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What Counts as Cheating? What is Fair Play? Do People “Sell Their Souls” to Get Ahead?

January 17, 2011

What Counts as Cheating? What is Fair Play? Do People “Sell Their Souls” to Get Ahead?

My wife’s aunt recently celebrated her 93rd birthday. She has difficulty getting out and about, so to kick off the birthday festivities I visited with her favorite Chinese food for lunch. When I walked into her apartment, the television was blaring as usual. A game show was on followed by Dr. Phil. His topic that day was cheating – “Doing Whatever It Takes.”

Dr. Phil interviewed a guest who was caught cheating to win an academic content many years ago. She and several friends got a copy of the test questions in advance, researched the answers, and memorized them. Statistically, her score on the test was improbably high but she was caught only after one of her co-cheaters voluntarily confessed.  From appearances on television, she looks to be in her late thirties today and has school-age children. And still has no regrets other than being caught.

She was full of rationalizations and reasons why it was okay. For example, she made a distinction between getting the questions and getting the answers in advance. Since she and her friends spent considerable time researching the answers, they deserved the scores they received. In her mind, this was fair, but if they had received the answers ahead of time that would have been cheating. Even so, she did not get every answer right. Another excuse was that a competing school had won the contest fifteen years straight, therefore they must have had an unfair advantage and possibly had the questions or answers in advance. This sounded like the “other people are doing it too” and “now it’s our turn” excuses.

When Dr. Phil asked this woman what she taught her children about cheating, she said she tells them “there are gray areas” and they should have a good reason. She weighs the “pros and cons” with them. What does this say about her values as a mother and adult? What kind of role model is she?

Dr. Phil then interviewed a few hand-picked members of the audience, mostly college students and recent graduates. They had their own “gray areas.” Some felt it was okay to take drugs like Aderrall or Ritalin to be as prepared as possible for an important test, so long as they were intensely studying. And some confessed to using drugs because it would be wrong to be unprepared for a test. Besides, they were competing against very smart people. They talked about the pressures of living up to parental expectations and the “standards” of their high achieving families; how teachers and professors created unreasonable pressures by piling on enormous amounts of homework. It’s someone else’s fault. Their rationalizations can also be captured in this question, “How can we possibly cope or expect to succeed in a competitive environment if we don’t seek every possible advantage, whether it’s right, questionable, or wrong?” Their feeling is that what they do is fair because the competition is fierce, especially in this economy where more people are seeking fewer jobs.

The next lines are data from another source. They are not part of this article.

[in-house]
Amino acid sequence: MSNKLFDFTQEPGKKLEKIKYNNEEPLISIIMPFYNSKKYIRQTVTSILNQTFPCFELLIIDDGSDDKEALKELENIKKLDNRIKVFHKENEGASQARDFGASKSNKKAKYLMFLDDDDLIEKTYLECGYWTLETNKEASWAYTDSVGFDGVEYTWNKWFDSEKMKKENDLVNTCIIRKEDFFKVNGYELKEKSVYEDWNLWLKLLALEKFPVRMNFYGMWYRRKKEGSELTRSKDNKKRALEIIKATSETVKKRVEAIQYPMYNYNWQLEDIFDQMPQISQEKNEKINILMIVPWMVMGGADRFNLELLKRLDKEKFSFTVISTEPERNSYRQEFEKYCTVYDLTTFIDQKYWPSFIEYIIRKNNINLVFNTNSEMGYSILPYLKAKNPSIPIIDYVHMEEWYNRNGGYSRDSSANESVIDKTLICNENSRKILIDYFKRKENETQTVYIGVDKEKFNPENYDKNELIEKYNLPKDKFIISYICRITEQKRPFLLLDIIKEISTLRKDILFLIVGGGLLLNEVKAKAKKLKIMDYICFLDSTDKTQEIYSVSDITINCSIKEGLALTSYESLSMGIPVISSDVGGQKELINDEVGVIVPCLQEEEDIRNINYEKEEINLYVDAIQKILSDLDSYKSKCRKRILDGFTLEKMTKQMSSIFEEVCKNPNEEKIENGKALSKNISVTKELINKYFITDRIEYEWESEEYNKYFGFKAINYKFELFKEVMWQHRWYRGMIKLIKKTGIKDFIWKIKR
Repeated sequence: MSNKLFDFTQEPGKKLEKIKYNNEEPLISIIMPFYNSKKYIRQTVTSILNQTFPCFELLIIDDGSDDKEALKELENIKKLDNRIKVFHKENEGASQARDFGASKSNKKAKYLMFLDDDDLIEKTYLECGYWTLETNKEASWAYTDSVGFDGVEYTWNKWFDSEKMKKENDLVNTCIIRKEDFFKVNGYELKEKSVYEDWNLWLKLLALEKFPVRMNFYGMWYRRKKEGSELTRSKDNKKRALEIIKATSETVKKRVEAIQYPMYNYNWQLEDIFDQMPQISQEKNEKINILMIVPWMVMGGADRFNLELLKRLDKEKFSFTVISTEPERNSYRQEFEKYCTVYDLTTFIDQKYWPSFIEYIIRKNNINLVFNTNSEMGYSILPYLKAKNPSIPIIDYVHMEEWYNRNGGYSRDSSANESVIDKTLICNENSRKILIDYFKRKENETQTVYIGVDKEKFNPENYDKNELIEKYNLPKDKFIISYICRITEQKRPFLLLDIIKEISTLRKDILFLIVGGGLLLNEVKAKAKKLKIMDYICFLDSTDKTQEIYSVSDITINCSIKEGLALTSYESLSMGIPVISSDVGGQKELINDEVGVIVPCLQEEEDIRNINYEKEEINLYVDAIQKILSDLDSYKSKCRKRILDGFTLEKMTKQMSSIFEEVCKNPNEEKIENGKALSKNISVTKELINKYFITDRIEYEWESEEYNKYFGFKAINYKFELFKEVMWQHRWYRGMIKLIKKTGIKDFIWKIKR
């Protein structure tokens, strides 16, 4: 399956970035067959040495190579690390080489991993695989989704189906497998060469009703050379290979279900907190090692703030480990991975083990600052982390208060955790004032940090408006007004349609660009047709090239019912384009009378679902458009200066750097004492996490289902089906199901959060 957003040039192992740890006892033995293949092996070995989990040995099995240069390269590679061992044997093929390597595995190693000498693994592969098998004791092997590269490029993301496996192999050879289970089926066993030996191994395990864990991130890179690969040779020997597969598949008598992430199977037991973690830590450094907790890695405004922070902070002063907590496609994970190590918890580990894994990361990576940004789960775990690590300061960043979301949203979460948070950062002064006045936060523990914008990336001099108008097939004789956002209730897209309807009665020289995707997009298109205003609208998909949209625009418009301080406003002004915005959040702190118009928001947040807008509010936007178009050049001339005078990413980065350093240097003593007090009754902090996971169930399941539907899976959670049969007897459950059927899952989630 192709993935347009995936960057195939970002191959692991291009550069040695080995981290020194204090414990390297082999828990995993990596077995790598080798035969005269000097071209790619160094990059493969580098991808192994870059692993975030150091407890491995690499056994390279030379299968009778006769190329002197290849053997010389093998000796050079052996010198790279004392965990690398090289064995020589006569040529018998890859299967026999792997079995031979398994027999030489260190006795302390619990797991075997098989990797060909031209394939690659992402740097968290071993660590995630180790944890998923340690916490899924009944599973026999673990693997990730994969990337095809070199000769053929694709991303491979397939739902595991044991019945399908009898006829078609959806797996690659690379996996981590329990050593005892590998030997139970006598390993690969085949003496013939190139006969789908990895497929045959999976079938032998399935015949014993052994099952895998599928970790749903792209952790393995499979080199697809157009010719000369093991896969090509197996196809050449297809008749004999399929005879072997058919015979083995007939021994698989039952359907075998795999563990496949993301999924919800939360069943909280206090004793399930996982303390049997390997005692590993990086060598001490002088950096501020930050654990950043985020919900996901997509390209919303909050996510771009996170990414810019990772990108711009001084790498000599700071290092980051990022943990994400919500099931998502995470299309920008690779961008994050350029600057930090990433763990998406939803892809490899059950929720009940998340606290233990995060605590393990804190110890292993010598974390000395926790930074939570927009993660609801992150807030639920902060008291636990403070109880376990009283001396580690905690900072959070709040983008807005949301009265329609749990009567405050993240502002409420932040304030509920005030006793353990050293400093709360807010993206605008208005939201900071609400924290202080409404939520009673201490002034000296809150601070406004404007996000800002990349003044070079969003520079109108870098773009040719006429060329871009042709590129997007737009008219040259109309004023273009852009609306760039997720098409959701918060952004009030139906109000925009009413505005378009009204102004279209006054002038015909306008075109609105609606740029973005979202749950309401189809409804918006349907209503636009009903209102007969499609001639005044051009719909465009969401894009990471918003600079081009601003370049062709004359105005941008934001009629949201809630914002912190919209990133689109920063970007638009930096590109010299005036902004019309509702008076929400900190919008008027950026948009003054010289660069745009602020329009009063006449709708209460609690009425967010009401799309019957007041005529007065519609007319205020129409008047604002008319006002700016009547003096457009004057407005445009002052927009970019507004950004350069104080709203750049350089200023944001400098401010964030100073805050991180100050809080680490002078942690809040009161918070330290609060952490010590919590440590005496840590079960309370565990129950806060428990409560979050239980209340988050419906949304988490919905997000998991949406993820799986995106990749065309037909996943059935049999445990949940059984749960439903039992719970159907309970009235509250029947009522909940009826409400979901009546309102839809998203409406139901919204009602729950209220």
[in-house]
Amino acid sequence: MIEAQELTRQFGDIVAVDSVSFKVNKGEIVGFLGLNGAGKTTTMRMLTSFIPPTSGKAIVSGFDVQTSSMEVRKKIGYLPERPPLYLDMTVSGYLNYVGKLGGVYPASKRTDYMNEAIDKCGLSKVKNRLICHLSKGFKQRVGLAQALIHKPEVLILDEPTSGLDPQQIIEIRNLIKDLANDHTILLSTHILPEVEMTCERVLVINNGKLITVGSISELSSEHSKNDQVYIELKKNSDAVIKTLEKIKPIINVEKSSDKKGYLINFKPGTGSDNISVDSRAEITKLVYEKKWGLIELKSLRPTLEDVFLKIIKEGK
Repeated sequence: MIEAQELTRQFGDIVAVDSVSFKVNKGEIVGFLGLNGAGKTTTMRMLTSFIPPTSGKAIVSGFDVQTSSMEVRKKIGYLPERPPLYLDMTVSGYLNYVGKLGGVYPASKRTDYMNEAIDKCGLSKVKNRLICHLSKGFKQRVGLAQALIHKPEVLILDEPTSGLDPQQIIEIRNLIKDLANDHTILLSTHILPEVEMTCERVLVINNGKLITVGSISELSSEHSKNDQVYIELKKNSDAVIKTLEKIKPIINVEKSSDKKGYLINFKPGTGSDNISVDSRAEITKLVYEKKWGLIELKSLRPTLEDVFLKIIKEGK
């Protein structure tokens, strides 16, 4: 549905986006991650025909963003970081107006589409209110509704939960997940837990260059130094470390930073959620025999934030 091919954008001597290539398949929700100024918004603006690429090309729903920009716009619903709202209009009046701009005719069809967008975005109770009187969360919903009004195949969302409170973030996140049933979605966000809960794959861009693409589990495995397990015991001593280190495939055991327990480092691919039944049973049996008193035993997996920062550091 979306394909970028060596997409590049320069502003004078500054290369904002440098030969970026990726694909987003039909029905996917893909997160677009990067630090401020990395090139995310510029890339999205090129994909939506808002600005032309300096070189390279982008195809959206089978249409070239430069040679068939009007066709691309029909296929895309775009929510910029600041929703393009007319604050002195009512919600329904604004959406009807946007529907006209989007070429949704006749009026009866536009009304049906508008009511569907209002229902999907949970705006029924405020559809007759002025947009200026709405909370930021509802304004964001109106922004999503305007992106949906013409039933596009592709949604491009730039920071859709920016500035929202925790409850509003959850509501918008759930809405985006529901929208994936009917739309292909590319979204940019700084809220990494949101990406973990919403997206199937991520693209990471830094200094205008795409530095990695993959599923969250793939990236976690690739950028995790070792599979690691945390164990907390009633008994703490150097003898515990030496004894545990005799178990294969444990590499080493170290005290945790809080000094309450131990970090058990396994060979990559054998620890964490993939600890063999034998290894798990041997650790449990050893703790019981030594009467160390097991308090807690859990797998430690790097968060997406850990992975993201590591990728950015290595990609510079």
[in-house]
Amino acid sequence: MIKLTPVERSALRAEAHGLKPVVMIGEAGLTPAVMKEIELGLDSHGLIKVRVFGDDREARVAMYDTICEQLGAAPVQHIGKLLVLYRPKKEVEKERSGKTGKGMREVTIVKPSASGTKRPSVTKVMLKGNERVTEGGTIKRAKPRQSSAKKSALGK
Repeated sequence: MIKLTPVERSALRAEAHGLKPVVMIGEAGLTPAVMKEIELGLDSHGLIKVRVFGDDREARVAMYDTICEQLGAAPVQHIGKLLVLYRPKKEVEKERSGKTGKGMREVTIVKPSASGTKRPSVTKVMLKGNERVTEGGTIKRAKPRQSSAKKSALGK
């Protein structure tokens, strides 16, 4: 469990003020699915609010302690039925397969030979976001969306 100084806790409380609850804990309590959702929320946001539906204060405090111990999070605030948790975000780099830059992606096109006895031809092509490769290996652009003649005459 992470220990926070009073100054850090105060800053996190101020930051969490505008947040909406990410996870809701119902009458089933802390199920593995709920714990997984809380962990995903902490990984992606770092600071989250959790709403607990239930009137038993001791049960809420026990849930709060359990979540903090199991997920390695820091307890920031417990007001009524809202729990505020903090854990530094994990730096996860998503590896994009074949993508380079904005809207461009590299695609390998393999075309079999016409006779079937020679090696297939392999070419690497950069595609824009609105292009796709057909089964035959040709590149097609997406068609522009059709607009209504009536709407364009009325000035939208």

A poll conducted by Who’s Who Among American High School Students revealed that 80 percent of the best students cheated to get ahead. Over 50 percent said they don’t think cheating is a big deal – and most did not get caught.

In a survey by The Josephson Institute of Ethics, 70 percent of high school students acknowledged cheating on exams. Another study showed that 67 percent do and 90 percent have copied another’s homework.

An ethicist in Dr. Phil’s audience said cheating in high school is highly correlated with cheating as an adult – in the workplace, on projects, taxes, sports, everyday transactions, relationships, and other matters. He also made the point that these people are cheating others who have played by the rules and may be less “successful” by comparison. If you cheat or cut corners when performing a service or creating a product, any resulting defects can have adverse consequences and hurt others. There is a moral responsibility to others.

The prevailing ethic seems to be that the ends justify the means. Just like athletes who take performance enhancing drugs. Is this selling your soul to win or get ahead?

Toward the end of the program, Dr. Phil made excellent points. He asked, “Are you really being successful if you cheat your way to winning?” And, is it not better to be a “B” student but get an “A” in life?

Good questions. What are your values? Have you compromised them? (We all have from time to time.) When you have, how do you feel about it? Have you created “gray areas” between right and wrong? How can you live a life of greater integrity? What choices and trade-offs are you making?

On the Find Fulfill Flourish website is a free “Guiding Values Exercise.” It’s an engaging way of identifying your most important values. I think you will find it thought-provoking and helpful in identifying your core beliefs. Take it and see. Share your thoughts.

Steve Weitzenkorn

Visit our new website: FindFulfillFlourish.com. Take the FREE Guiding Values Exercise. Give is feedback.

If you enjoyed this post you may also want to read “What Does Integrity Look Like” and “How to Strengthen Your Self-Integrity.”

Copyright © 2011, F3 Forum LLC. All rights reserved.

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One Comment leave one →
  1. January 17, 2011 1:41 am

    Great observations. Well done on this topic, Steve!

    LO

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